International Environment Reporter™ helps you understand environmental laws, regulations, policies and trends in major industrialized and developing nations, as well as in international governmental and nongovernmental organizations.
MADRID--The Spanish government has put into force a far-reaching law that will introduce environmental sustainability criteria into economic growth planning.
The Sustainable Economy Act (Law 2/2011), which Parliament approved Feb. 15, went into effect March 6, the day after its publication in the Boletín Oficial del Estado, Spain’s national register.
The 203-page omnibus law is a key initiative of the Socialist-led legislature, with 114 articles and dozens of added provisions geared toward modernizing the Spanish economy through financial, social, and environmental reforms.
According to the text of the law, the emphasis on sustainability includes “environmentally, turning the indispensable management of the natural environment into an opportunity to promote new activities and jobs.”
This environmental focus, which is laid out amid the 34 articles of Title III, centers primarily on energy policy, greenhouse gas emissions reductions, sustainable mobility, and housing.
These are mostly issues the government has addressed in previous plans or regulations, though the new law includes the environmental goals as part of a greater “sustainable economy” strategy.
With regard to energy policy, Article 77 states that Spain’s model for consuming, generating, and distributing energy “must be compatible with [EU] regulations and objectives, as well as with international efforts in the fight on climate change.” The law thus contains several articles aimed at promoting national energy savings, energy efficiency, and renewable energy goals.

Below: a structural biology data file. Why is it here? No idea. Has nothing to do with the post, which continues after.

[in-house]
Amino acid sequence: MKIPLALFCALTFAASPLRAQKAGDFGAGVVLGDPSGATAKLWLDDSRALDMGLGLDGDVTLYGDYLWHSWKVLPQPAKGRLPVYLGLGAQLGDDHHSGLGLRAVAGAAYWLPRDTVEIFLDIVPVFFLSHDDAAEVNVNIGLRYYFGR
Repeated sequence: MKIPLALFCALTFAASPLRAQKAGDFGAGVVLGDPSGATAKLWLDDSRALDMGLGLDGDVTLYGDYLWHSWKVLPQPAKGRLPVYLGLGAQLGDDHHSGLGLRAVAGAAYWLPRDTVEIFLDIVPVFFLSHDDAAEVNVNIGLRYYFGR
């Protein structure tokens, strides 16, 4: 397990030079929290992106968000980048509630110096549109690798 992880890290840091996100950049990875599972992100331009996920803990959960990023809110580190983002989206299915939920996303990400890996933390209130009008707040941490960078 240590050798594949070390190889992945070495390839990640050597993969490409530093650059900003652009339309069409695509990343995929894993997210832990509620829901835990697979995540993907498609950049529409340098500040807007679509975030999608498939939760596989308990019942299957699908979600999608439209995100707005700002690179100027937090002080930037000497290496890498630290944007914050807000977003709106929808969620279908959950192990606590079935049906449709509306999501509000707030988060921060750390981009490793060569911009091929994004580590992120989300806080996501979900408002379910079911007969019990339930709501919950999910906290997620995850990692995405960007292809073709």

In particular it states that by 2020, Spain must reduce its demand for primary energy by 20 percent. Twenty percent of final gross energy consumption and 10 percent of that consumed by the transportation sector must come from renewable sources by 2020.
Environmental advocacy groups such as Greenpeace have in the past criticized the government’s goals for 2020 as unambitious and called for Spain to take an international role in pushing for greater use of renewables.
In a section on greenhouse gas emissions, the law calls for urging stronger EU reduction goals, promoting sustainable forest management to strengthen carbon sinks, and applying flexibility mechanisms such as greenhouse gas emissions trading and carbon funds.
It calls for greater tax deductions for “environmental investments” that reduce waste and pollution.
In the area of transportation, the law calls for a model of “sustainable mobility” that promotes “a more rational usage of natural resources,” greater energy efficiency, and reduced environmental impact. This includes promoting fleet renewals with less contaminating vehicles, the use of public transportation, and other alternatives to private vehicles.
The law sets standards for “sustainable mobility plans” to be adopted regionally.
Finally, the law’s environmental emphasis calls for housing construction and rehabilitation that minimize waste, pollution, and resource usage, while increasing energy efficiency.
Despite the environmental emphasis of Title III, many of its articles focus on economic, social, and technical issues related to greater environmental themes covered.
Spain’s major environmental groups have been critical of the law from the beginning, partly because they see it as favoring economic growth above all other considerations.
“In summary … what the government presents has little to do with sustainability and much more to do with achieving sustained growth, which is why we have rechristened the law Sustained Growth Act,” Ecologists in Action said in a written statement.
Full text of Law 2/2011 is available, in Spanish, at http://www.boe.es/boe/dias/2011/03/05/pdfs/BOE-A-2011-4117.pdf.
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